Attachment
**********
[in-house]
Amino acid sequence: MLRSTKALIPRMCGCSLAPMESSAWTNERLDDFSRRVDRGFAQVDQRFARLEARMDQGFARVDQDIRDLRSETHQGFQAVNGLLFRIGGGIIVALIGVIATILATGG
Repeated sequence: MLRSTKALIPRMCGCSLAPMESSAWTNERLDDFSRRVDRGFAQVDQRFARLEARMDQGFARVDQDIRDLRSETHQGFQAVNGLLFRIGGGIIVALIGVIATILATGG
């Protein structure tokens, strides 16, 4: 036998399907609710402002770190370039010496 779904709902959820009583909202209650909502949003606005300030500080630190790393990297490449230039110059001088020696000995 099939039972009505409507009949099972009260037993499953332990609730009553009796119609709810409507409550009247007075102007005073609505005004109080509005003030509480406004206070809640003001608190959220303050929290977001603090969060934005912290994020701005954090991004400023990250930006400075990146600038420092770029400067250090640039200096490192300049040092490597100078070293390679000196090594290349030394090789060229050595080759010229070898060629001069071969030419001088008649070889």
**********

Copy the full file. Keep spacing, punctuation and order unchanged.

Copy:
[in-house]
Amino acid sequence: MLRSTKALIPRMCGCSLAPMESSAWTNERLDDFSRRVDRGFAQVDQRFARLEARMDQGFARVDQDIRDLRSETHQGFQAVNGLLFRIGGGIIVALIGVIATILATGG
Repeated sequence: MLRSTKALIPRMCGCSLAPMESSAWTNERLDDFSRRVDRGFAQVDQRFARLEARMDQGFARVDQDIRDLRSETHQGFQAVNGLLFRIGGGIIVALIGVIATILATGG
């Protein structure tokens, strides 16, 4: 036998399907609710402002770190370039010496 779904709902959820009583909202209650909502949003606005300030500080630190790393990297490449230039110059001088020696000995 099939039972009505409507009949099972009260037993499953332990609730009553009796119609709810409507409550009247007075102007005073609505005004109080509005003030509480406004206070809640003001608190959220303050929290977001603090969060934005912290994020701005954090991004400023990250930006400075990146600038420092770029400067250090640039200096490192300049040092490597100078070293390679000196090594290349030394090789060229050595080759010229070898060629001069071969030419001088008649070889």